U.S. Water Services, Inc. v. International Chemstar, Inc. et al

Filing 28

MEMORANDUM OPINION. Signed by Judge George Levi Russell, III on 8/11/14. (ca2s, Deputy Clerk)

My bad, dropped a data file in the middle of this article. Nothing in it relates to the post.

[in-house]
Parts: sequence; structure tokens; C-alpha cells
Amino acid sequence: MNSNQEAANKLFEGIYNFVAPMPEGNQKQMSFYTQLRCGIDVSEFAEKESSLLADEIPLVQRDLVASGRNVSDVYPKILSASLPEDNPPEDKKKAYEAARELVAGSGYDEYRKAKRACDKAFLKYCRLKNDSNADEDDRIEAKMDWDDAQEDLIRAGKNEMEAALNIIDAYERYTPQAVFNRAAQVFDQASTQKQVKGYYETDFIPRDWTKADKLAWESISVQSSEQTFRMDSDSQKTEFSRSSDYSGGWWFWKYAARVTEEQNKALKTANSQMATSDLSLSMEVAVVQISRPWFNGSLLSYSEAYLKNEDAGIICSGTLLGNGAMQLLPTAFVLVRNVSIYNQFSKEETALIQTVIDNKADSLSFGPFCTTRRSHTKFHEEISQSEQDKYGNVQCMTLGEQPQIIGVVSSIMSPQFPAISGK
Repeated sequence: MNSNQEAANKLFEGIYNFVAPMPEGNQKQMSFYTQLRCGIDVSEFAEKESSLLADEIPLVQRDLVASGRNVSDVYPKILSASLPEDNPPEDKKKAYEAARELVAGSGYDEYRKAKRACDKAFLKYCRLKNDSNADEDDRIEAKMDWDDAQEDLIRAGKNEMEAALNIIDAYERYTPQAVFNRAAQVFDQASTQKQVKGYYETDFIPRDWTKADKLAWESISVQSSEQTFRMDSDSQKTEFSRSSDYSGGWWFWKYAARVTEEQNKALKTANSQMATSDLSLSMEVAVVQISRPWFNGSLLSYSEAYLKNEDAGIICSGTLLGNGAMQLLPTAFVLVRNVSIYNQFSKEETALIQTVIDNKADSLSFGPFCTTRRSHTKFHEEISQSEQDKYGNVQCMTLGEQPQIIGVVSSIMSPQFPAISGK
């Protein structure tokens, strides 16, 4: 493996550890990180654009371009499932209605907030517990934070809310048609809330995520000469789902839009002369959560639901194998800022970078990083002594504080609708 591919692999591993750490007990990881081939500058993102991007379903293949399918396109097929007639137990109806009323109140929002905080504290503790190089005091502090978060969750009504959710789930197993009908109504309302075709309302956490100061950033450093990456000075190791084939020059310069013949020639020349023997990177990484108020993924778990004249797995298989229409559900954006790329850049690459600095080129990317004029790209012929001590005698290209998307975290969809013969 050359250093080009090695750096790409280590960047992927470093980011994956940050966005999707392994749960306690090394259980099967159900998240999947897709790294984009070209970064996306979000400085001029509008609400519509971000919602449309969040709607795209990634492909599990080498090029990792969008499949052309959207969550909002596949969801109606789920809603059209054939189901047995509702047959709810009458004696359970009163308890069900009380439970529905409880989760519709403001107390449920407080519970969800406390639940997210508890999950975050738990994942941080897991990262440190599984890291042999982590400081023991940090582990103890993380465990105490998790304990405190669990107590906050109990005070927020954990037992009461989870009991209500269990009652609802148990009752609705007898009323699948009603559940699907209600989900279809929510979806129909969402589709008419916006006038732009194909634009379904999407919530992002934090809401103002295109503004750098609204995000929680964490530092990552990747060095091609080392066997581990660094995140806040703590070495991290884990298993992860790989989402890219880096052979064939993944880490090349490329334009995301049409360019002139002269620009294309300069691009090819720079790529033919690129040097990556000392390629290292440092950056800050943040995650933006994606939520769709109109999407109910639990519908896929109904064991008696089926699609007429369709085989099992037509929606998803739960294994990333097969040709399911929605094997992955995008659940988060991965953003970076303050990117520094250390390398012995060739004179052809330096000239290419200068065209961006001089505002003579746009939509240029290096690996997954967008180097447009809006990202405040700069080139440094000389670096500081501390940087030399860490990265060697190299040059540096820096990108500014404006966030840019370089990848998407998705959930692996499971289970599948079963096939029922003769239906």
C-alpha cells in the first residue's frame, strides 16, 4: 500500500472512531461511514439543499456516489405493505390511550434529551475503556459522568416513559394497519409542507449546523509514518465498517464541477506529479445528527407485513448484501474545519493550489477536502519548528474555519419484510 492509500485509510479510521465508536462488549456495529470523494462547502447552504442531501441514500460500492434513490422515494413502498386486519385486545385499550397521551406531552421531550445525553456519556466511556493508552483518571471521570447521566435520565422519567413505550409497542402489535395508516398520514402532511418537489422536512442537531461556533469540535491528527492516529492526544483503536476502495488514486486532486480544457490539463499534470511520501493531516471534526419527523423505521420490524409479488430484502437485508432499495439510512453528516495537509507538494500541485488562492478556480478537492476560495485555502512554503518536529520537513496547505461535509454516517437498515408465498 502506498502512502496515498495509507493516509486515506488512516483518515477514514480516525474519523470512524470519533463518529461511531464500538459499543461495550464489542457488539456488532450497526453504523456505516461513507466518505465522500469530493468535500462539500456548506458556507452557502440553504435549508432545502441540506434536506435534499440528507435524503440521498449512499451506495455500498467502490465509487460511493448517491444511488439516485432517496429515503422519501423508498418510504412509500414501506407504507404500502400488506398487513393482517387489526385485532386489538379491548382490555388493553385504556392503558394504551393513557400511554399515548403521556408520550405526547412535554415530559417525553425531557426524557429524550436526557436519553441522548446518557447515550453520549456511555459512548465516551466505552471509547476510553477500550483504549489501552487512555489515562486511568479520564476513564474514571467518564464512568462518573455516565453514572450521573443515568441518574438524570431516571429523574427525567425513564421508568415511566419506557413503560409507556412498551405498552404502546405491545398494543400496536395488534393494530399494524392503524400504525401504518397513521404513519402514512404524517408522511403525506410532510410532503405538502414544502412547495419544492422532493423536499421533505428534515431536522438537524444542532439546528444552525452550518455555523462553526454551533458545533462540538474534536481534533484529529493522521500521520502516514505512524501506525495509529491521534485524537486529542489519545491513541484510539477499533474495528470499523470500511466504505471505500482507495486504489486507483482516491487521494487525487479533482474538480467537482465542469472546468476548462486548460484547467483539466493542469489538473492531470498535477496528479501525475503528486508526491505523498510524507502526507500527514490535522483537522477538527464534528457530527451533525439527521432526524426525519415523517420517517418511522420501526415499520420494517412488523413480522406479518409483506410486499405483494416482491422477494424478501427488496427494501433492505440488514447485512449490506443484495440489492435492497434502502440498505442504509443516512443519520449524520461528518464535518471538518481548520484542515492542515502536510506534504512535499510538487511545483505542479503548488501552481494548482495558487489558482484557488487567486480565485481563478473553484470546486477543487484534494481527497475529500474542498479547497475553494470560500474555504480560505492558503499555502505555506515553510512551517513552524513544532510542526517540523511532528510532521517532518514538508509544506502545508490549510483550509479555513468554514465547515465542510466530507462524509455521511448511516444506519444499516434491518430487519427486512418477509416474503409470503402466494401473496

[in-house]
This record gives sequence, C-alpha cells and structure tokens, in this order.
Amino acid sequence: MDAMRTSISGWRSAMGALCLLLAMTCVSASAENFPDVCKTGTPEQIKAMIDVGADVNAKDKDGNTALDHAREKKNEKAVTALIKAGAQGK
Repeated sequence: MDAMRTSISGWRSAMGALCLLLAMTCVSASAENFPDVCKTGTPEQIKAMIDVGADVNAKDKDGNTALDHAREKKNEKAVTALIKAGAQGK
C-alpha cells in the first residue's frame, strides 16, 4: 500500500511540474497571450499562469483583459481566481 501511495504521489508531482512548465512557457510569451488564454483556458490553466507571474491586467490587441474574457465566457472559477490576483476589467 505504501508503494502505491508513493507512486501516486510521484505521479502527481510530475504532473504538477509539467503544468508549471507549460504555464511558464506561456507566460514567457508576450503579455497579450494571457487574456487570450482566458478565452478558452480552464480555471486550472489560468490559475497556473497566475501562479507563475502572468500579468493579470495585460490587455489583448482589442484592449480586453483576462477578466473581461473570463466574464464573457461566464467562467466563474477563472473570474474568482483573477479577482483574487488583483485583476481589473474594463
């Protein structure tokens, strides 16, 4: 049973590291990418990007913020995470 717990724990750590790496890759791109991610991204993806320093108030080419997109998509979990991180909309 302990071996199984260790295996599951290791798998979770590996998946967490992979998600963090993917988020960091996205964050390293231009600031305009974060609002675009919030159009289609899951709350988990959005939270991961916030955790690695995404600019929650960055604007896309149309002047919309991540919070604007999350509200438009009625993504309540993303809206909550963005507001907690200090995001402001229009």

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IN THE UNITED STATES DISTRICT COURT FOR THE DISTRICT OF MARYLAND U.S. WATER SERVICES, INC., : Plaintiff, : v. : Civil Action No. GLR-14-347 INTERNATIONAL CHEMSTAR, INC., et al., : : Defendants. : MEMORANDUM OPINION THIS MATTER involves Defendants International Chemstar, Inc. (“Chemstar”) and Ronald L. Leach’s alleged inducement of employees and customers from Plaintiff U.S. Water Services, Inc. (“U.S. Water”). Pending before the Court are Defendants’ Motion to Dismiss Complaint (ECF No. 16) and U.S. Water’s Motion for Expedited Discovery (ECF No. 23). the pleadings necessary. and supporting The Court, having reviewed documents, finds See Local Rule 105.6 (D.Md. 2014). no hearing For the reasons outlined below, Defendants’ Motion will be granted in part and denied in part. U.S. Water’s Motion will be denied. I. BACKGROUND1 U.S. Water and Chemstar are competitors in an industry that provides water treatment products and services to industrial and 1 Unless otherwise noted, the facts are taken from the Complaint, accepted as true, and viewed in the light most favorable to the nonmoving party, U.S. Water. commercial customers. For approximately sixteen years, Mr. Leach worked for a third competitor, Water Chemical Service, Inc. (“Waterchem”), who is not a party in this case. During his tenure at Waterchem, Mr. Leach worked as a sales representative, manager, and a member of the board of directors. In early 2013, U.S. Water and Chemstar began discussions regarding U.S. Water’s possible acquisition of Chemstar. During the discussions, the parties executed a Non-Compete Agreement on February 17, 2013. The Non-Compete Agreement includes a provision that states, “Each Party will not attempt to induce or encourage an individual to leave the employment of the other Party and will not hire an individual who is currently employed by [the] other Party even if approached by such individual seeking employment for a period of up to 12 months.” (Compl. ¶ 12, ECF No. 1; see also Defs.’ Mot. to Dismiss [“Defs.’ Mot.”] Ex. C, Attach. 1, ECF No. 16-4, at 7). The proposed acquisition, however, never materialized. After discussions with Chemstar dissipated, U.S. Water focused on a possible acquisition of Mr. Leach’s then-employer, Waterchem. executed a acquisition employees, By October Stock of 21, Purchase Waterchem. including Mr. 2013, U.S. Agreement As Leach, a Water and finalizing result, became all U.S. Waterchem U.S. of Water Water’s Waterchem’s employees. U.S. Water’s President met with Mr. Leach at Waterchem’s office 2 on November 1, 2013, welcomed him to U.S. Water, and informed him that he would not need to sign a new employment agreement because his Waterchem agreement continued to be in effect.2 One of the forms Mr. Leach signed to become a U.S. Water employee, however, was an Employee Acknowledgement Form provided with the employee handbook. The form states, among other things, “I have entered into my employment relationship with USWS voluntarily and acknowledge that there is no specified length of employment. Accordingly, either I or USWS can terminate the relationship at will, with or without cause, at any time.” (Defs.’ Mot. Ex. B, Attach. 2, ECF No. 16-3 at 17). Although Mr. Leach confirmed his intent to remain with U.S. Water on November 5, 2013, he resigned without notice three days later and contacted Chemstar immediately thereafter. 2 The next Mr. Leach’s employment agreement with Waterchem, executed on October 6, 1997, contains four provisions that are of particular importance in this case: (1) the notice provision, “This Agreement may be terminated by either party on sixty (60) days prior written notice to the other party.”; (2) two nonsolicitation provisions stating Mr. Leach shall not, “solicit, on behalf of anyone other than [Waterchem], orders for equipment or services similar to those which are provided by [Waterchem] at the date of such termination, from any person, firm, company or other entity which is or was at any time within one (1) year prior to such date, a customer of [Waterchem],” or “solicit, encourage or entice away from [Waterchem] (or attempt to do so) any officer or employee”; and (3) one non-disclosure provision that states Mr. Leach shall not “make use of, disclose or divulge to any third person any information of a proprietary, secret or confidential nature relating to any business of [Waterchem].” (Defs.’ Mot. Ex. B, Attach. 1 [“Employment Agreement”], ECF No. 16-3 at 6 & 9). 3 day, on November 9, 2013, Mr. Leach forwarded Chemstar an email from Waterchem’s former owner encouraging Mr. Leach to remain with U.S. personal Water, email forwarded account in new customer lieu of information sending it to to his Waterchem, called three Waterchem technicians about potential employment opportunities, and offered to assist technicians in acquiring a job. at least one of the Around November 11, 2013, Mr. Leach began his employment with Chemstar. In January Waterchem, 2014, sent discontinuing written its receiving this learning about GSH, Mr. notice U.S. GSH to U.S. with relationship notice, Leach’s the expressed Water’s largest Water that company. its acquisition account at it was Prior to displeasure with Waterchem from of Chemstar representatives who knew that Mr. Leach was joining Chemstar. According to U.S. Water, four other long-term Waterchem customers have discontinued their relationships with U.S. Water, resulting in lost annual revenue of approximately $375,000. (See Pl.’s Mem. Supp. Mot. for Expedited Discovery at 4, ECF No. 24). After originally filing suit in the United States District Court for the District of Minnesota and voluntarily dismissing the action without prejudice (see Defs.’ Mem. Supp. Mot. to Dismiss at 1-2, ECF No. 16-1), U.S. Water filed suit against Defendants in this Court on February 4, 2014. 4 (ECF No. 1). U.S. Water’s four-count Complaint alleges breach of contract— employment agreement (Count I) against Mr. Leach as well as breach of contract—non-compete agreement (Count II), tortious interference with employment agreement (Count III), and tortious interference with against Chemstar. prospective economic relations (Count IV) U.S. Water and Defendants filed their pending Motions on March 13, and May 8, 2014, respectively. II. A. DISCUSSION Defendants’ Motion to Dismiss 1. Standard of Review Defendants move to dismiss U.S. Water’s Complaint under Federal Rule of Civil Procedure 12(b)(6) for failure to state a claim. The purpose of a motion to dismiss filed pursuant to Rule 12(b)(6) is to test the legal sufficiency of a complaint. Edwards v. City of Goldsboro, 178 F.3d 231, 243 (4th Cir. 1999). In considering a Rule 12(b)(6) motion, the court must construe the complaint in the light most favorable to the plaintiff, read the complaint as a whole, and take the facts asserted therein as true. See Harrison v. Westinghouse Savannah River Co., 176 F.3d 776, 783 (4th Cir. 1999) (citing Mylan Labs., Inc. v. Matkari, 7 F.3d 1130, 1134 (4th Cir. 1993)). “A pleading that offers labels and conclusions or a formulaic recitation of the elements of a cause of action[, however,] will not do.” Iqbal, 556 U.S. 662, 678 (2009) 5 (citing Bell Ashcroft v. Atl. Corp. v. Twombly, 550 U.S. 544, 555 (2007)) (internal quotation marks omitted). A complaint is also insufficient if it relies upon “naked assertions devoid of further factual enhancement.” Id. (quoting Twombly, 550 U.S. at 557) (internal quotation marks omitted). A motion to dismiss is properly converted into a motion for summary judgment if “matters outside the pleadings are presented to and not excluded by the court.” Fed.R.Civ.P. 12(d). The court, however, “may properly consider documents ‘attached or incorporated into the complaint,’ as well as documents attached to the defense motion, ‘so long as they are integral to the complaint and authentic.’” Bourgeois v. Live Nation Entm’t, Inc., --- F.Supp.2d ---, No. ELH-12-cv-00058, 2014 WL 936841, at *9 (D.Md. Mar. 20, 2014) (quoting Philips v. Pitt Cnty. Mem’l Hosp., 572 F.3d 176, 180 (4th Cir. 2009)). attached Court, several however, exhibits will to only their Motion consider Mr. Defendants have to Dismiss. Leach’s The Employment Agreement and Employee Acknowledgement Form, and the Non-Compete Agreement between U.S. Water and Chemstar. Because these documents are integral to the Complaint and their authenticity has not been challenged, Defendants’ converted into one for summary judgment. 6 Motion will not be 2. Analysis Defendants seek to dismiss U.S. Water’s Complaint in its entirety for failure to state a claim. Defendants’ overarching argument is that U.S. Water’s allegations are bare and void of the factual specificity required to overcome a dismissal motion. The Court agrees in part, and will grant Defendants’ Motion as to Counts II and IV, but will deny the Motion as to Counts I and III. a. Counts I and III In Count I, U.S. Water alleges that Mr. Leach breached his Employment Agreement by engaging in certain competitive activities within the year following his termination, disclosing and using Waterchem’s confidential business information, and failing to provide sixty days advance notice of resignation. (Compl. ¶ 26). Defendants contend this count should be dismissed because U.S. Water fails to specify how Mr. Leach violated the agreement, aside from failing to provide advanced notice of his requirement resignation, became and obsolete because upon Mr. the sixty-day Leach’s notice signing of the Employee Acknowledgement Form. U.S. Water has sufficiently alleged that Mr. Leach violated the non-disclosure Employment informed and Agreement. Chemstar that non-solicitation According Waterchem 7 to provisions U.S. was Water, being of Mr. acquired his Leach and disclosed information about Waterchem’s customers (Compl. ¶ 17), forwarded messages from Waterchem’s former owner to Chemstar (id. ¶ 19), sent new customer information to his personal email account without sending it to Waterchem (id.), and contacted three different Waterchem technicians about potential employment opportunities (id.). These facts, accepted as true for the purpose of this Motion, sufficiently support U.S. Water’s breach of contract claim. Moreover, at this juncture, Defendants’ argument that the Employee Acknowledgement requirement in the Form renders Employment the Agreement sixty-day obsolete notice must fail. Section 15 of Mr. Leach’s Employment Agreement states it may only be modified in a writing “signed by the party against which enforcement Agreement of at the [modification] 11). The lack of is sought.” U.S. Water (Employment representative signatures on the Employee Acknowledgement Form, coupled with U.S. Water’s allegation that it informed Mr. Leach that the Waterchem Employment Agreement still applied, disfavors a grant of Defendants’ Motion at this time. Furthermore, there is no evidence in the record that suggests U.S. Water intended for the Employee Acknowledgement Form to dissolve the sixty-day notice requirement. Similarly, U.S. Water has sufficiently alleged Count III. To state a claim of tortious interference 8 with an existing contract under Maryland law, a plaintiff must allege five elements: (1) existence of a contract between plaintiff and a third party; (2) defendant’s knowledge of that contract; (3) defendant’s intentional interference with that contract; (4) breach of that contract by the third party; and (5) resulting damage to the plaintiff. See K&K Mgmt. v. Lee, 557 A.2d 965, 986 (Md. 1989). Defendants aver that U.S. Water fails to state a claim because Mr. Leach did not breach the Employment Agreement, they did not cause any Waterchem employees or customers to abandon U.S. Water, and none of Chemstar’s actions caused damage to U.S. Water. Count The basis of U.S. Water’s tortious interference claim in III, however, is Chemstar’s alleged inducement of Mr. Leach to breach his Employment Agreement, thereby causing U.S. Water to suffer loss profits and “other consequential damages.” (Compl. ¶¶ 34-37). Furthermore, Defendants’ first argument fails. matters, U.S. Water alleges because Count I remains, Aside from these preliminary sufficient facts to overcome dismissal at this juncture. Therefore, the Court will deny Defendants’ Motion to dismiss Counts I and III. b. Count II In Count II, U.S. Water alleges Chemstar violated the NonCompete Agreement when it induced Mr. Leach to leave U.S. Water 9 for Chemstar. (See Compl. ¶¶ 30-31). Chemstar argues this count should be dismissed because the plain language of the NonCompete Agreement excludes Mr. Leach. The Court agrees. Under Maryland law, “When the clear language of a contract is unambiguous, the court will give effect to its plain, ordinary, and usual meaning, taking into account the context in which it is used.” Sy-Lene of Wash., Inc. v. Starwood Urban Retail II, LLC, 829 A.2d 540, 546 (Md. 2003) (citing Langston v. Langston, 784 A.2d 1086, 1095 (Md. 2001)); see also Middlebrook Tech, LLC v. Moore, 849 A.2d 63, 79 (Md. 2004) (“When a contract’s language is expressed in clear and unambiguous terms, the court will not engage in construction, but will look solely to what was written as conclusive of the parties’ intent.” (citing Adloo v. H.T. Brown Real Estate, Inc., 686 A.2d 298, 304 (Md. 1996)). The Non-Compete Agreement provides, in relevant part, “Each Party will not attempt to induce or encourage an individual to leave the employment of the other Party and will not hire an individual who is currently employed by [the] other Party even if approached by such individual seeking employment for a period of up to 12 months.” (Compl. ¶ 12) (emphasis added). U.S. Water avers that this language includes any employee it acquired within twelve months of signing the Non-Compete Agreement. Water’s interpretation of the contract, 10 however, ignores U.S. the document’s plain language. applies to employees who The Non-Compete Agreement clearly were employed by U.S. Water Chemstar at the time of execution on February 17, 2013. and Because Mr. Leach did not join U.S. Water until the fall of 2013, he cannot be considered a “current” employee under the Non-Compete Agreement and, therefore, Chemstar’s actions do not constitute a breach of contract. Accordingly, the Court will grant Defendants’ Motion to guilty of Dismiss Count II. c. In Count IV Count tortious because contracts IV, U.S. interference it Water with intentionally and economic alleges prospective failed to allege, is economic interfered with the relationships” U.S. Water Waterchem’s former customers. has Chemstar (Compl. ¶¶ 39-43). however, that Chemstar relations “prospective sought from U.S. Water committed this interference through improper means. Over the years, Maryland courts have attempted to maintain the balance between this tort and typical business competition. See, e.g., Alexander & Alexander, Inc. v. B. Dixon Evander & Assocs., Inc., 650 A.2d 260, 269 (Md. 1994). With this in mind, Maryland courts have “refused to adopt any theory of tortious interference with contract or with economic relations ‘converts a breach of contract into an intentional tort.’” 11 that Id. at 269-70 (quoting K&K Mgmt., 557 A.2d at 981). U.S. Water’s tortious interference with prospective economic relations claim requires a showing of tortious intent and improper conduct. Id. at 271 (citing Macklin v. Robert Logan Assocs., 639 A.2d 112, 121 (Md. 1994)). notion that, Of particular import to this case is the “[s]imply because a person induces another to exercise an existing right to terminate a contract, even if that person’s intention with regard to one of the parties to the contract is tortious, does not make it actionable. That is, his or her conduct is not thereby rendered improper or wrongful as a matter of law.” Goode v. Am. Veterans, Inc., 874 F.Supp.2d 430, 447 (D.Md. 2012) (quoting Macklin, 639 A.2d at 119). There is nothing in alleged in Count III. the Complaint to support the tort Although U.S. Water alleges Chemstar acted with the requisite intent, it does not sufficiently allege that Chemstar induced these Waterchem customers through improper means. Therefore, the Court will grant Defendants’ Motion as to Count IV. B. U.S. Water’s Motion for Expedited Discovery 1. Standard of Review U.S. Water moves for limited expedited discovery for the purpose of preparing a preliminary injunction motion. Rule 26(d)(1) provides, “A party may not seek discovery from any 12 source before the parties have conferred as required by Rule 26(f), except . . . when authorized stipulation, or by court order.” by these rules, by Moreover, Local Rule 104.4, prohibits discovery from commencing prior to the court entering a scheduling order. 2. In Analysis its additional resulting Motion, U.S. long-term in lost Water avers that customers since filing annual revenue of it has lost the four Complaint, approximately $375,000. U.S. Water speculates, based on circumstantial evidence, that Defendants’ actions seeks limited corroborating thereby expedited that providing injunction. caused the loss of these customers. discovery circumstantial a direct for the evidence factual basis purpose of for It of wrongdoing, a preliminary U.S. Water’s Motion will be denied. In terms of timing, U.S. Water avers that the only thing hindering it from serving Defendants with the discovery attached to its Motion is the fact that the Rule 26(f) conference has not been completed, which is delayed by the Court’s failure to issue a scheduling order. Although U.S. Water is correct that Defendants’ Answer will be due fourteen days after the Court issues this decision, a preliminary scheduling order will issue immediately thereafter, thereby triggering Rule removing the barrier Local Rule 104.4 constructs. 13 26(f) and Therefore, granting U.S. Water’s Motion to Expedite Discovery at this will, separate juncture is not necessary. III. CONCLUSION For the foregoing reasons, the Court by Order, grant in part and deny in part Defendants’ Motion to Dismiss Complaint. (ECF No. 16). Counts II and IV will be dismissed, but Counts I and III remain. U.S. Water’s Motion for Expedited Discovery. The Court will deny (ECF No. 23). Entered this 11th day of August, 2014 /s/ George L. Russell, III United States District Judge 14